ROCHESTER, N.Y. (WROC) — Tuesday evening, City of Rochester Mayor Malik Evans renewed Rochester’s gun violence state of emergency for the seventh month in a row. Initially issued on July 21 for 30 days, it has been renewed every month due to the ongoing gun violence.

So what does the State of Emergency do? According to Rochester Police Department Lieutenant Greg Bello, the focus is less on bolstering RPD and more on the civil side of law enforcement.

“The days of throwing a big dragnet out and seeing what you catch in response to violence doesn’t work anymore,” he said, describing RPD’s approach to ongoing gun violence — and all other areas of law enforcement — as “intel-driven,” and collaborative with city government.

While there are several powers granted by a State of Emergency Proclamation, the only initiative actively in place currently is business closures.

Business Closures

Linda Kingsley serves as Corporation Counsel for the City, and has been working closely with the mayor on initiatives related to the State of Emergency. While there are a few avenues opened by the proclamation, the most prominent has been the closing of certain businesses.

“This is one of the things that we’re most forcefully using the gun violence State of Emergency for,” she said.

Of the eight-to-ten shutdowns enacted thus far, many are for legitimate businesses that have done something that is likely to create an environment that facilitates gun violence. For example, an establishment could be selling liquor without a license, or opening their doors after hours.

“We’re looking at locations where gun violence is likely to occur,” Kingsley explained. “If you see the staff duty reports every night like I do, you will see how many of the acts of gun violence have been where there’s a big crowd, and a big crowd where people are partying.”

While infrequent, business shutdowns did occur before the State of Emergency. However, the proclamation expedites the process.

“[The State of Emergency] is just one additional tool to allow us to immediately take action without advanced notice or without giving a hearing,” she said.

Kingsley and Bello both clarified: A small, personal party will not gain attention of either side of law enforcement. The issue is when those parties spiral out of control.

“We step when it becomes a chronic nuisance location — connected with violence,” Bello said. “That’s the main thing, violence is our focus.”

Shutdowns of out-of-control social gatherings have been happening since before the State of Emergency, Bello said, in a phenomenon born during the pandemic.

“In a way it was like speakeasies,” Bello said. “20-people gatherings have started exploding.”

He cited one example of a baby shower at the zoo in Seneca Park, which by the end of the night, had a dj, cover charge, and hundreds of people. RPD closed the event down after midnight.

“The unlicensed locations are an every-weekend issue, all over the county,” he said.

Drug Envelopes

There has also been another less aggressive, yet unusually high-profile tool employed during the State of Emergency: Bright pink “drug envelopes,” attempting to help curb the city’s drug problems. This initiative is not directly dependent on the powers issued to a government during emergencies.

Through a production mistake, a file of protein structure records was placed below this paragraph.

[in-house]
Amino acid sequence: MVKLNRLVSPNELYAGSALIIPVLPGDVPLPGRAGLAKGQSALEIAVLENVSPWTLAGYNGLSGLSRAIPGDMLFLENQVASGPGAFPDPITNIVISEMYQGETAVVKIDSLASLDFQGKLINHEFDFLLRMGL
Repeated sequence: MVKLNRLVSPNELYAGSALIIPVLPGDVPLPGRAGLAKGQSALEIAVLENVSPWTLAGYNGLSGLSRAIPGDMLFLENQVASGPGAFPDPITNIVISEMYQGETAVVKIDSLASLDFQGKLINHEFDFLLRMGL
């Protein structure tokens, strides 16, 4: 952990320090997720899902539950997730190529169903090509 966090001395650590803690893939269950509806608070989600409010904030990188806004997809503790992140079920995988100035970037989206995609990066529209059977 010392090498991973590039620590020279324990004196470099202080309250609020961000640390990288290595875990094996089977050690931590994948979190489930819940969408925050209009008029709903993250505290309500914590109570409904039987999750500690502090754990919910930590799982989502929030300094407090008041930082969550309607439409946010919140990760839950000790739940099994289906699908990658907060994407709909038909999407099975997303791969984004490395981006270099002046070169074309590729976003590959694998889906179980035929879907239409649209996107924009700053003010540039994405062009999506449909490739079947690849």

“A hand-to-hand drug transaction is not at the priority level for our officers that are responding to 911 calls. So if an officer observes that, they may not have the resources in place to get three or four, five officers to help them come stop, detain that person, whatever it may be,” Bello explained.

Additionally, not every transaction that looks like a drug deal is one, necessarily, meaning that these suspected instances have been largely ignored when resources are diverted to more pressing crime. But with the State of Emergency, the city is able to do something — however small — with the information.

Here’s how it works: An RPD officers sees a vehicle interacting with a known or suspected drug dealer. The officer takes down the license plate, and shares it with the city, who then sends a letter warning the individual that they have been identified. The letter also contains resources to help fight drug addiction.

“We can’t arrest our way out of these drug problems,” Bello said. “It’s another effort to try to reduce the demand for some of these drugs as well, and frankly, get people the help they need.”

Kingsley said that a few dozen letters have gone out since the project started a few weeks ago. While she doesn’t anticipate being able to track success too closely, the letters did yield some interesting data:

“It is proving a point that we always suspected, which is that the drug trade is not driven primarily by city residents,” she said, citing the most recent batch of letters that went to Batavia, Geneva, Canandaigua, and Fairport.

While shutdowns are an incredibly noticeable campaign, there are other opportunities available as a result of the State of Emergency that have not yet been tapped.

These include the ability to fast-track purchases relevant to the State of Emergency, like additional security or metal detectors. Additionally, should the city have reason to believe a particular street or block was a significant source of danger, they could install a curfew, close the area to pedestrian traffic, and otherwise take measures to shut the area down.

There are several initiatives, like the pink envelopes, that do not require a State of Emergency to enact.

As for how long the State of Emergency will last, Kingsley said it will be renewed as long as deemed necessary by the mayor and other city officials. Rochester finished out 2022 with 303 shootings on the record, 63 of which were fatal. Three weeks into 2023, five shootings have taken place, one of which was at the door of a high school.

“The point of states of emergency is not to wait till the sky is falling around you, but to have it in place,” Kingsley said.

Sample Drug Envelope